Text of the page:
what sort of capacity can tape backup handle?

I'm setting up a cluster thats going to have two nodes each sharing two external DAS HDD enclosures with combined storage of 6 TB.  I'm wondering - can tape handle that sort of volume of data?

if i want to do a tape backup each night - can I?  If tape can handle that much data - do all tape setups handle that much data?  How long does it take to dump that much data to tape?  

Do i have to take my system down to dump to tape?
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kenshawAsked:
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Lee W, MVPConnect With a Mentor Technology and Business Process AdvisorCommented:
You would need a tape library - either SDLT or LTO, would be my recommendation.  Each one holds a minimum of 100GB per tape (uncompressed).  Newer SDLT technologies handle 600 GB compressed - meaning that, assuming your data compresses at a 2:1 rate, it would probably take 10 tapes to do a full backup - at $100 per tape... (guessing), that's $1000 per full backup.

Throughput is advertised at 72 MB/sec compressed.  Means that a FULL backup would take ~1 day, at full speed.  NOTE: you RARELY see these numbers in real life.  Better to double them and that's going to be closer to what you actually experience.

Now, what I recommend you do is:
Setup a backup schedule where you backup 1/4 - 1/8 of the drive each weekend day (assumes your usage is noteably lighter on the weekends).  This would give you a full every 2-4 weeks.  Then, during the week, do a differential backup every other day of the week.  In addition, you'd probably need to get a library with AT LEAST 2 tape heads.  Why?  What happens if the drive goes bad and you have to do a restore?  Having a second head also means you could run two backup jobs simultaneously.  Tape libraries of this nature will typically run you $16000 on the low end and high 5 figures on the high end.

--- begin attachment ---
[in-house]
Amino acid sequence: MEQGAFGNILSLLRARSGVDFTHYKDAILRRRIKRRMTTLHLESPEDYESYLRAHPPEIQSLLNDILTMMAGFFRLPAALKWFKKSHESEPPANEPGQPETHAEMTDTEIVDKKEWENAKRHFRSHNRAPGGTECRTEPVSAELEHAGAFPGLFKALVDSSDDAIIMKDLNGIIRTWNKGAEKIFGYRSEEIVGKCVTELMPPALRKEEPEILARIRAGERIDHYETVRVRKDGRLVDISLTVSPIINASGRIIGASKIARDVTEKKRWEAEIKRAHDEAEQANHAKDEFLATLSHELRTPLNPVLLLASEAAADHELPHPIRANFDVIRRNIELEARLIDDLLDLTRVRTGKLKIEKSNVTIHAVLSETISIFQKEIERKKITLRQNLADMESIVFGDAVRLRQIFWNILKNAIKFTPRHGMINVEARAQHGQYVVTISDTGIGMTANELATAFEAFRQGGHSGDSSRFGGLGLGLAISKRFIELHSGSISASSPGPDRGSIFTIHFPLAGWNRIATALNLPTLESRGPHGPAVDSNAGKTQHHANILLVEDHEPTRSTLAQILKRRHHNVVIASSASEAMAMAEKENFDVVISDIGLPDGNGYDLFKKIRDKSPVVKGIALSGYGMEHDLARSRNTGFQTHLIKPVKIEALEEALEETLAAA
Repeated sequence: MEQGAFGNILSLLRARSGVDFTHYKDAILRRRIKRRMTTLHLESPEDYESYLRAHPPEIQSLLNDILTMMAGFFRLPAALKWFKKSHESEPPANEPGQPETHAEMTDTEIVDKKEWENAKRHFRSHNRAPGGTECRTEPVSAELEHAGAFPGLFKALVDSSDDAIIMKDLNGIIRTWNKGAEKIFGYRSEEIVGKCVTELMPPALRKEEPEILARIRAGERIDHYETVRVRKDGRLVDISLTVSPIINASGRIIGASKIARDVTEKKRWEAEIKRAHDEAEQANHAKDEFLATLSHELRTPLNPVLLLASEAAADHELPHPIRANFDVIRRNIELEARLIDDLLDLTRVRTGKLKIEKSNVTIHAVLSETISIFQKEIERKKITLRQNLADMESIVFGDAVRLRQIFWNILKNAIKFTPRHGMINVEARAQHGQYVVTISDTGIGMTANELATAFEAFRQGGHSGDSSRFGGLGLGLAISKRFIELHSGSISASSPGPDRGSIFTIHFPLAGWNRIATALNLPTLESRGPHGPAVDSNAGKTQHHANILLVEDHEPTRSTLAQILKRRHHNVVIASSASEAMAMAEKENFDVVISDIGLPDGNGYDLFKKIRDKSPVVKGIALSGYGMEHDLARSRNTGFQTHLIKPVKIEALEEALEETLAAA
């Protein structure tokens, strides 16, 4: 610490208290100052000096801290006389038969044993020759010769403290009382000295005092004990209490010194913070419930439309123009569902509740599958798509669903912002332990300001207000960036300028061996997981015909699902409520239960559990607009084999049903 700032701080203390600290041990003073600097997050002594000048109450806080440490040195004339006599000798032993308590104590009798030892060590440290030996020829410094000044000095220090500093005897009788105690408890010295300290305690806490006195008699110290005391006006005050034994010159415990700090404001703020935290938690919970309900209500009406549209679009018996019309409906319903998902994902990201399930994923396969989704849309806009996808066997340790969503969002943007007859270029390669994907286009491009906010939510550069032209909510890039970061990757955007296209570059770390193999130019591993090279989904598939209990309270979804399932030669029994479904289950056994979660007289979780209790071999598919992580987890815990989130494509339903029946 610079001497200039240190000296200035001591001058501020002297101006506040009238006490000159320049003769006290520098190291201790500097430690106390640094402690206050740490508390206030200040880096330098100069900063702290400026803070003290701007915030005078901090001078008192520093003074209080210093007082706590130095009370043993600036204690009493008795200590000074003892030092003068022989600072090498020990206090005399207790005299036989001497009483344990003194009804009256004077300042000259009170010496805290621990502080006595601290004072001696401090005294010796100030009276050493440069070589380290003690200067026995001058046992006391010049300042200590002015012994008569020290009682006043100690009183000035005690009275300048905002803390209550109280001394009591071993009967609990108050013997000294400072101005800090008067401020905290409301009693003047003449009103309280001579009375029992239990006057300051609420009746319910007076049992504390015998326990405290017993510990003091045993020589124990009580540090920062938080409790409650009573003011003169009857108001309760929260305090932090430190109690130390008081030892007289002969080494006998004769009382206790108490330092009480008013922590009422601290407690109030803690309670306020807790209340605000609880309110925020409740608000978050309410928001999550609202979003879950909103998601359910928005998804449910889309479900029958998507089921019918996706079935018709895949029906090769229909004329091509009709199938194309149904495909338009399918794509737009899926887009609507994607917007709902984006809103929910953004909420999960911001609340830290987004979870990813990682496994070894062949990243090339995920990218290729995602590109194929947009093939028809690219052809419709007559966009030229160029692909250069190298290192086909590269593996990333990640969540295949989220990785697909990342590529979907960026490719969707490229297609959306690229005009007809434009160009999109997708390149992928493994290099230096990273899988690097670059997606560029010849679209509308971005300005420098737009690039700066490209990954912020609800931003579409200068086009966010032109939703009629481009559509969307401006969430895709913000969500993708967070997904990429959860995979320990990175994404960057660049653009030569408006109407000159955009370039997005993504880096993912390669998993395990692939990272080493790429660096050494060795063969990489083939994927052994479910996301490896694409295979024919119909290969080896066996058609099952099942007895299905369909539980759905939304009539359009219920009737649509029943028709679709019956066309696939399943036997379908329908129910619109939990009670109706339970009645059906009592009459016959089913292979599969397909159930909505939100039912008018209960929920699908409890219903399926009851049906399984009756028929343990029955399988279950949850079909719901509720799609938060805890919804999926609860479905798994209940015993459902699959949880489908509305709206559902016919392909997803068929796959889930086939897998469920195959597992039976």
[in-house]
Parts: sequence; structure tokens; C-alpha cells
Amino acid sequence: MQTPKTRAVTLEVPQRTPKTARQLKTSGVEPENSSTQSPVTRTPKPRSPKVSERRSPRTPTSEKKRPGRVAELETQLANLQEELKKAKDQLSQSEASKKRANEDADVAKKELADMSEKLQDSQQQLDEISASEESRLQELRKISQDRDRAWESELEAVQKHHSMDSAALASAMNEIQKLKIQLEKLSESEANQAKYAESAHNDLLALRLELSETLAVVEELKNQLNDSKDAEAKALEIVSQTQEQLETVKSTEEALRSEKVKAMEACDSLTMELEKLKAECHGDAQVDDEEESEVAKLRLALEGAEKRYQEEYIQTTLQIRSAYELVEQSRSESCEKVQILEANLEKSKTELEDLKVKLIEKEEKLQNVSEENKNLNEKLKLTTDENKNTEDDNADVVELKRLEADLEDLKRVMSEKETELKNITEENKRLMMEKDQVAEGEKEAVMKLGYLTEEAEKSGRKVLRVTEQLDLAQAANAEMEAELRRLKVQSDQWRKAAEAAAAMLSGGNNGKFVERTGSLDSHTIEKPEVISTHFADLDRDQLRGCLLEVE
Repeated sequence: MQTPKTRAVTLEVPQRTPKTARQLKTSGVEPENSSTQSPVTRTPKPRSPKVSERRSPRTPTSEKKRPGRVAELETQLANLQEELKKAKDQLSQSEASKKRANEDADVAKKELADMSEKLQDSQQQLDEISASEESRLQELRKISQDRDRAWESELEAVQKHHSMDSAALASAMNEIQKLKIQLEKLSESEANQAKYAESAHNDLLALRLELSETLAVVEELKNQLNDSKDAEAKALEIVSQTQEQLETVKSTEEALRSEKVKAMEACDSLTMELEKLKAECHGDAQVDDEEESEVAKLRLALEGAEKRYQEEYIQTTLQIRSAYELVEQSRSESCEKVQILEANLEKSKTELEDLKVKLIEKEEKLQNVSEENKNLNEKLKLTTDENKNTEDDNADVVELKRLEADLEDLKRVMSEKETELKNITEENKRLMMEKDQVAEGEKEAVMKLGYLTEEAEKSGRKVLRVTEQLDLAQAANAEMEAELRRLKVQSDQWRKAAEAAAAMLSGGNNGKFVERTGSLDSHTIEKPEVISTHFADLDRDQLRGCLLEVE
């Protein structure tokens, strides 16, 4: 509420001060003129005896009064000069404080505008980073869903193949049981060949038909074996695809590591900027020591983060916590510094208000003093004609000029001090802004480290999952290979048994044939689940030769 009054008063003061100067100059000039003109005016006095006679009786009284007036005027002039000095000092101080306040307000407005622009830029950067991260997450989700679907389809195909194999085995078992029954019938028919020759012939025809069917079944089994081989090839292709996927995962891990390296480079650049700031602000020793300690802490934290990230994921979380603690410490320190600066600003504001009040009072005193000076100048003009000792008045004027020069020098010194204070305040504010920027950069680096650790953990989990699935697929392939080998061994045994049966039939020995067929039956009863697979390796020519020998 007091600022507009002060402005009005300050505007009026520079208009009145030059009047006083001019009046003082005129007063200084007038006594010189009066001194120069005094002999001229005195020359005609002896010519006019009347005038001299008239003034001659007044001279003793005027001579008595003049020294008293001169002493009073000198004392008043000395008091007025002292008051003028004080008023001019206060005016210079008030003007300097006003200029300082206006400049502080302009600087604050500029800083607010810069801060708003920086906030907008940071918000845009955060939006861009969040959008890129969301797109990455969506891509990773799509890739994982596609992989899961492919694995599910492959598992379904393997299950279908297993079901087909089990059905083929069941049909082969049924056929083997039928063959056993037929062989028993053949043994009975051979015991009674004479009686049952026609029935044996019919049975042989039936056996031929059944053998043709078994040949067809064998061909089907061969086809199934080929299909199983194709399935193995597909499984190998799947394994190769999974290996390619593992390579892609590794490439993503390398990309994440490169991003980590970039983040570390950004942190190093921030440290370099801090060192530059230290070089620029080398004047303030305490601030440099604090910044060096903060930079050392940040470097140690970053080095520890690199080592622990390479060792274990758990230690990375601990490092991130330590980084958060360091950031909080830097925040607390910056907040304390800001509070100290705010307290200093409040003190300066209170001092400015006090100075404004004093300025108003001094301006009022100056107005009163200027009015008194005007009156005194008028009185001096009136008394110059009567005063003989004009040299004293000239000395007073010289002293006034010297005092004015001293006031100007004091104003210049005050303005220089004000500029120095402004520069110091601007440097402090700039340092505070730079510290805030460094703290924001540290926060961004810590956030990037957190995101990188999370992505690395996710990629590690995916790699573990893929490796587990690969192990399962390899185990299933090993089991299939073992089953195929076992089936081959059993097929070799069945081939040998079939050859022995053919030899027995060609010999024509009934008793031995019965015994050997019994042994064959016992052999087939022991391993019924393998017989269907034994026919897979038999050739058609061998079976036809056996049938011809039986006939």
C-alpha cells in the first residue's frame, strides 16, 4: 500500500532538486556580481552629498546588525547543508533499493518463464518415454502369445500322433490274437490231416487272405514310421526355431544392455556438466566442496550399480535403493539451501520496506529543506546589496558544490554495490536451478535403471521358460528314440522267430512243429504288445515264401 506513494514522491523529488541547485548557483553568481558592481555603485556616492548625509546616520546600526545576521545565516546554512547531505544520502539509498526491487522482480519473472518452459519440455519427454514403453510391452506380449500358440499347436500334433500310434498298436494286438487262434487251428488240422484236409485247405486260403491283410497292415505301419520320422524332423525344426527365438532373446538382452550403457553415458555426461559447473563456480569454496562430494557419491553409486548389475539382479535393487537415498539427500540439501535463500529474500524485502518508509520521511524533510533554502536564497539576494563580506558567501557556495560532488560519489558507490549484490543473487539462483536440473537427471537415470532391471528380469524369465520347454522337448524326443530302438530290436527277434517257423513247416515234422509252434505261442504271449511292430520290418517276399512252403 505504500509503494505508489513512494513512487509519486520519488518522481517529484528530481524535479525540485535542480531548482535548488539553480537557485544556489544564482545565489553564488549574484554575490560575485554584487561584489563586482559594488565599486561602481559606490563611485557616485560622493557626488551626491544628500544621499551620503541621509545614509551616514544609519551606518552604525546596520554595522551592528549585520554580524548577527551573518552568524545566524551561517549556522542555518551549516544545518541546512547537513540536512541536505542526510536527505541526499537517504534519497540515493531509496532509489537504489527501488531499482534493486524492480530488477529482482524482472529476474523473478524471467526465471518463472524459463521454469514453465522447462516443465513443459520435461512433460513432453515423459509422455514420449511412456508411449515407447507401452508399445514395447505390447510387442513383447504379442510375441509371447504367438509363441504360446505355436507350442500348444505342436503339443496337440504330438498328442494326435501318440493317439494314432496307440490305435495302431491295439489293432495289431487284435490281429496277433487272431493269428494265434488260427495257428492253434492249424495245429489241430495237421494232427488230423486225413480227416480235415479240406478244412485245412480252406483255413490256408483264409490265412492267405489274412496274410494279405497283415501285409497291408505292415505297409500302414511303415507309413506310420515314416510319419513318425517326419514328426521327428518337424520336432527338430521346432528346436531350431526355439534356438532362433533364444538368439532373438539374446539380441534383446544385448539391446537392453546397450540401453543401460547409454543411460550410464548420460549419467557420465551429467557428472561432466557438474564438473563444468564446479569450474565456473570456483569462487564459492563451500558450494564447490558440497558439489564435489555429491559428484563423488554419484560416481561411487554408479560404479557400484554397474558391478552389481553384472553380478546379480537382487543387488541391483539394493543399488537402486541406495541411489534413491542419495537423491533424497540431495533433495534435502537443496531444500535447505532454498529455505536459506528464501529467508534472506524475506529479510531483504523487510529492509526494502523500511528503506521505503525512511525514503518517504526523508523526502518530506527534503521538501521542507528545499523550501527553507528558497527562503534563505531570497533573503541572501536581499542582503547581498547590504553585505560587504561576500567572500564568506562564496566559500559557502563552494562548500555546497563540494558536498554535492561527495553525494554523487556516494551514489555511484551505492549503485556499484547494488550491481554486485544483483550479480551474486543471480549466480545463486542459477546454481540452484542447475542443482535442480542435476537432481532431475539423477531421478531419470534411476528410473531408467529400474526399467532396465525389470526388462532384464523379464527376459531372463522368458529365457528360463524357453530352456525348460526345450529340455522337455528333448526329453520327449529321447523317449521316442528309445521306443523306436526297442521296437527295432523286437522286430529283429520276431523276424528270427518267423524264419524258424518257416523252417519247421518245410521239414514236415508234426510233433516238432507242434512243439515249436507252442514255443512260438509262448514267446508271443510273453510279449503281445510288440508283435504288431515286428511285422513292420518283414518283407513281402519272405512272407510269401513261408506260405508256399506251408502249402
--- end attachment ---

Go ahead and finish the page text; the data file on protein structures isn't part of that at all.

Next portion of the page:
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Cyber-DudeCommented:
leew suggests a good offer here but, I would consider an external storage provider to create an DRP site. This is due to the reason you are using a large data capacity and I think that this is an important issue at your company (i.e. keep data structure).

Links:
About Disaster Recovery Plan:
http://www.comp-soln.com/DRP2_whitepaper.pdf

Cyber
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Duncan MeyersCommented:
Soon to be relased LTO3 tapes are 400GB native, 800GB compressed. Worth waiting.
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Lee W, MVPTechnology and Business Process AdvisorCommented:
Not worth waiting if you have a problem next week and no backup because you were waiting.  In addition, SDLT drives can generally read older DLT and SDLT tapes.  BUT if you don't have any of those, this is irrelevent.

Wait if you absolutely can wait.  But otherwise...  It's also worth comparing media costs and numbers needed.  And I STRONGLY recommend against going with the hype - in other words, IGNORE references to compressed capacities.  If you're backing up MPEG files and ZIP files, you're compression is going to awful.  If you're compressing database files, then you might see EVEN BETTER than 2:1 compression.  Go with RAW uncompressed formats in your analysis - or at least be VERY conservative in your expected compression - 1.1:1 or 1.25:1 if the files backed up are a wide variety.
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Duncan MeyersCommented:
OK.

Worth waiting for if you can.

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